Understanding the Different Types of Dental Implants

Woman ready for her dental implant

Oral care is essential not just for that perfect smile, but also to keep you from certain chronic diseases. There are diverse ways to take care of your oral health including regular checks and visits to the dentist. However, should your dentist find your teeth far beyond saving (pun intended) and needing replacement, there are various methods to keep the smile going. Among the common procedures performed by dentists are the dental implants which come in several types.

Mahoney Family Dentistry breaks down the different types of implants to guide patients in selecting which one is most appropriate to their case:

Endosteal Implants

Endosteal is the type of dental implant placed in the jaw. Shaped like small screws with plates or cylinders, they are by far the most common type of dental implants. This kind of implant, however, isn’t for everyone. According to an article citing cdt dental codes from the American Dental Association:

The ability to install an endosteal implant relies heavily on the health of the individual and the amount of healthy bone remaining in the jaw, and when both you and the bone in your jaw are healthy, an endosteal implant is preferred.
Single Prosthesis Or Crown

This kind of implant is placed in the bone socket to replace the root of the tooth, with the use of titanium to place the implant. It requires about three to six months healing properly. During this period, a temporary tooth can be placed over the implanted site to protect the implant as it heals. Usually, the replacement tooth or crown is crafted to perfectly match the one being replaced to make the procedure as seamless as possible. In the last phase, the implant is attached using a metal post.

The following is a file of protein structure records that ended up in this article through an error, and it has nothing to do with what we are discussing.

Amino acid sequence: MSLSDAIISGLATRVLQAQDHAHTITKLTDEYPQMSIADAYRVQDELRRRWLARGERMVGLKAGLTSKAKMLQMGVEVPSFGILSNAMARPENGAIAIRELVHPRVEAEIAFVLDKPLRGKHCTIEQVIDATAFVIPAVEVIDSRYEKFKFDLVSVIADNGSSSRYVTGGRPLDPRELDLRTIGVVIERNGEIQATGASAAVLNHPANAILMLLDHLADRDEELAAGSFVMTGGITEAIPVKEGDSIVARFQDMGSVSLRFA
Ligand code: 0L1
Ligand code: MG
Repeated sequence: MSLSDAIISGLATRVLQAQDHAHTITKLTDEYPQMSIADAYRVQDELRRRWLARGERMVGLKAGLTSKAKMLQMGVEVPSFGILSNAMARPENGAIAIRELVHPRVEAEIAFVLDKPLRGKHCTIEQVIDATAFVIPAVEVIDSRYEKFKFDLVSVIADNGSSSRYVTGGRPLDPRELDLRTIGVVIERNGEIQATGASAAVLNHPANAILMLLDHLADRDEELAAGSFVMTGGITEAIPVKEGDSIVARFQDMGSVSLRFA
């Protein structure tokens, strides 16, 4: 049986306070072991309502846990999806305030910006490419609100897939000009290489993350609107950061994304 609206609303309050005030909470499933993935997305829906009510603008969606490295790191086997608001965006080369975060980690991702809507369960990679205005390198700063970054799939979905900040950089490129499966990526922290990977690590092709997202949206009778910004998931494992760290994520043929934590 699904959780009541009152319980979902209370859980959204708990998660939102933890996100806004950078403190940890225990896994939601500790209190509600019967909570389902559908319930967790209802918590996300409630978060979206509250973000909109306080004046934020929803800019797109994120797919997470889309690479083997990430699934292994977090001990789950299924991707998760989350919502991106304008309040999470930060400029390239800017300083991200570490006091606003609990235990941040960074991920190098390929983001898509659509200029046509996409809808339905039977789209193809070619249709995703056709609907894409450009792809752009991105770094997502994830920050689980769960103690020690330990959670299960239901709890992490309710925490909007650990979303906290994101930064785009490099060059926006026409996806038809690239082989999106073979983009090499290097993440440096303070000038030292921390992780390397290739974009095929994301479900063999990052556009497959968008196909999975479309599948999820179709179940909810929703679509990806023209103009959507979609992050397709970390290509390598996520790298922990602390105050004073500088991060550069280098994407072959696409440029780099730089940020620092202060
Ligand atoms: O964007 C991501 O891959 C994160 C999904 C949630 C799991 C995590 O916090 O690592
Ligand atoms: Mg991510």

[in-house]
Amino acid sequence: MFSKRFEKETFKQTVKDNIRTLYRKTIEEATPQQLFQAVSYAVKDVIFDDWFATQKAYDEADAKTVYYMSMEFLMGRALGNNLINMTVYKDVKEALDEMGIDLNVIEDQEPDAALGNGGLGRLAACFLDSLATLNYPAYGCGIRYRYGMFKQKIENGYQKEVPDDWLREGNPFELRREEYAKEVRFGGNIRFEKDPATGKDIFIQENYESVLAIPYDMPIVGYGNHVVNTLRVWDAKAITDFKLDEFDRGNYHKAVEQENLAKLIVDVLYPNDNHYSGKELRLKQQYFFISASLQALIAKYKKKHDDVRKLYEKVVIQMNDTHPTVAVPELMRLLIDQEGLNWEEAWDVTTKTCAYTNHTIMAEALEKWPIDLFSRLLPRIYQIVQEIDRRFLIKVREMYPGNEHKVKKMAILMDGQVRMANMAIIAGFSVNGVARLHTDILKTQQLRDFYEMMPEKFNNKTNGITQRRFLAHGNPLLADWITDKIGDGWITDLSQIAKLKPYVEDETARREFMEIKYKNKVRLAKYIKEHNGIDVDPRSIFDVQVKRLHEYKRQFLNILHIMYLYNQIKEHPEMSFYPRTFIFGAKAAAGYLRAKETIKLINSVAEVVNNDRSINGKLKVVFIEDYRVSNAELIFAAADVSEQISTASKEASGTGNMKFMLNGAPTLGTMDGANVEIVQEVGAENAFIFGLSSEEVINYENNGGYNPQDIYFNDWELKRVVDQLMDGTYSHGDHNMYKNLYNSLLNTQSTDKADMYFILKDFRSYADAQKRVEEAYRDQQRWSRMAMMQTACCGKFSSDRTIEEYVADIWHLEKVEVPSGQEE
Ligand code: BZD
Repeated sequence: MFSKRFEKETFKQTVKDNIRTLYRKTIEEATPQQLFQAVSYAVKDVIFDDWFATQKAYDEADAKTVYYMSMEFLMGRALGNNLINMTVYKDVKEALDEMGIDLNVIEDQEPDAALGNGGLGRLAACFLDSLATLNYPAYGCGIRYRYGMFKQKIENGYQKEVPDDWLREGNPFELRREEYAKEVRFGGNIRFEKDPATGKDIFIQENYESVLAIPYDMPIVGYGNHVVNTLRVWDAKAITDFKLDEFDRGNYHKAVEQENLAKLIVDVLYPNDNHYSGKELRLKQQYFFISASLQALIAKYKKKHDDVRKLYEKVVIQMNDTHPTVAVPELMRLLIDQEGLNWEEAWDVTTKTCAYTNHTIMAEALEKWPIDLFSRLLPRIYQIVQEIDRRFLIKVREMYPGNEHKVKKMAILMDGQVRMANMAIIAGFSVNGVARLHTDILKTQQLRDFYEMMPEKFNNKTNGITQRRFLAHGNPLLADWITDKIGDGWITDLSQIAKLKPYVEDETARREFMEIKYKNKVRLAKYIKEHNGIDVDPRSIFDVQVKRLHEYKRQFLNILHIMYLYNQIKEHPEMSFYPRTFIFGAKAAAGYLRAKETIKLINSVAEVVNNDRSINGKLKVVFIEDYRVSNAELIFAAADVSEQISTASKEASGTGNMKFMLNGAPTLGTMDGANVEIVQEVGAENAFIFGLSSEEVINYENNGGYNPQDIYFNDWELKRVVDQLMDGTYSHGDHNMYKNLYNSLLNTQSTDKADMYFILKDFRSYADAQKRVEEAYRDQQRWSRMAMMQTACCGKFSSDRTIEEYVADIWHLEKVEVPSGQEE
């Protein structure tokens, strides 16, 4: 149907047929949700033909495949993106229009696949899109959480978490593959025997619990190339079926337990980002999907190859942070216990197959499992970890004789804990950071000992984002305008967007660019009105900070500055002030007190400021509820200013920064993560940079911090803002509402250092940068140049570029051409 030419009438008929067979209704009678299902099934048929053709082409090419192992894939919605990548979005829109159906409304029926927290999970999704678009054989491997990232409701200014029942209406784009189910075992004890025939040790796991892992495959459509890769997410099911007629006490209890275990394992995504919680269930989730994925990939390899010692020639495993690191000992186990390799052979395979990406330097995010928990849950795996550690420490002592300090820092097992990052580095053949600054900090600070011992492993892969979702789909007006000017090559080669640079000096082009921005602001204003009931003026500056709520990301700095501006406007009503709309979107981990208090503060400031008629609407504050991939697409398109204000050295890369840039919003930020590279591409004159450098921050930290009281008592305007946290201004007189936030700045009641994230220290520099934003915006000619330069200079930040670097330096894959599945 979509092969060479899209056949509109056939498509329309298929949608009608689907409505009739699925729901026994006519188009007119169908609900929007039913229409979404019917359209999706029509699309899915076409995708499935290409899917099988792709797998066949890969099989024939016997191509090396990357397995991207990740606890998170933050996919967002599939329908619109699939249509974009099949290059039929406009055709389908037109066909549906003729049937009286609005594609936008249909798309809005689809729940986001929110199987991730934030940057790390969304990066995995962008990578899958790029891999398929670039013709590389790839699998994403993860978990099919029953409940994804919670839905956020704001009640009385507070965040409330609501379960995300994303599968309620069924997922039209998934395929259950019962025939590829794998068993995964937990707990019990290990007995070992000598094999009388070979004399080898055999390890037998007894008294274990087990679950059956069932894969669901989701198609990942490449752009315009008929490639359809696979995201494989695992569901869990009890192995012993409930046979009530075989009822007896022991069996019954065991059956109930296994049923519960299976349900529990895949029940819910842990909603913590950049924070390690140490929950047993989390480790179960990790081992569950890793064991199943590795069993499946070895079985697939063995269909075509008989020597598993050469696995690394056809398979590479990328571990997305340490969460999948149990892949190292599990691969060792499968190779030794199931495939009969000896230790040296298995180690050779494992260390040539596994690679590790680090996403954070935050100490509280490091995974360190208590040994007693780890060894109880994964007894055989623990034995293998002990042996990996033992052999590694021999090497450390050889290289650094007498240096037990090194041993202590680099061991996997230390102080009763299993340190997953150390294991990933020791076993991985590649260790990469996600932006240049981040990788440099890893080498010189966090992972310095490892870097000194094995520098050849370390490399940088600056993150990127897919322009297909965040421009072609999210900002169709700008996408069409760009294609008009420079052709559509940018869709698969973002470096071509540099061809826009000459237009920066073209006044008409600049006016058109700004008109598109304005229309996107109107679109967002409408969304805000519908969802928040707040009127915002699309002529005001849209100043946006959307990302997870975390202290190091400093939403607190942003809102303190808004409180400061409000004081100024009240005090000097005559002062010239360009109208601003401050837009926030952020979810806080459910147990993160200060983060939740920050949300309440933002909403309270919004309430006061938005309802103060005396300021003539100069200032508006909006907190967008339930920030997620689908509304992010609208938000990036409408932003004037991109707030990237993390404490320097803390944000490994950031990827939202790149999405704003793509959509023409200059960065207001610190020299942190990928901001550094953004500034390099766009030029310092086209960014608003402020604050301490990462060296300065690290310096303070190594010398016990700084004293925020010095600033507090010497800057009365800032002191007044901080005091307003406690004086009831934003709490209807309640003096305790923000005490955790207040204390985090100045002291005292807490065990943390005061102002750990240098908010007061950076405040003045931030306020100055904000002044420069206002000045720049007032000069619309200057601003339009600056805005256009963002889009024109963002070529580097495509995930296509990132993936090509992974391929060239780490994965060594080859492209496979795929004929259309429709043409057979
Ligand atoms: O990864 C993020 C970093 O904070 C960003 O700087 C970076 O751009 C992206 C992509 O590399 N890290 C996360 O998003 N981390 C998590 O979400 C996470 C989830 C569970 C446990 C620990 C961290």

Complete or partial prosthesis

It refers to the procedure that involves replacement of several teeth when they miss continuously in a row. Two supporting implants can replace three or four teeth. Complete or partial prosthesis have an advantage over traditional dentures. The implants are anchored on the jaw hence minimizing problems that patients had to struggle with when using dentures that just rest on the gums.

Subperiosteal implants

Dentists place these implants under the gum as opposed to on or above. This type is best in patients with shallow jawbones with no potential of undergoing the rebuilding process.

Understanding the implant process helps you know what to expect as a patient. You need to discuss this with your dentist first before making any move.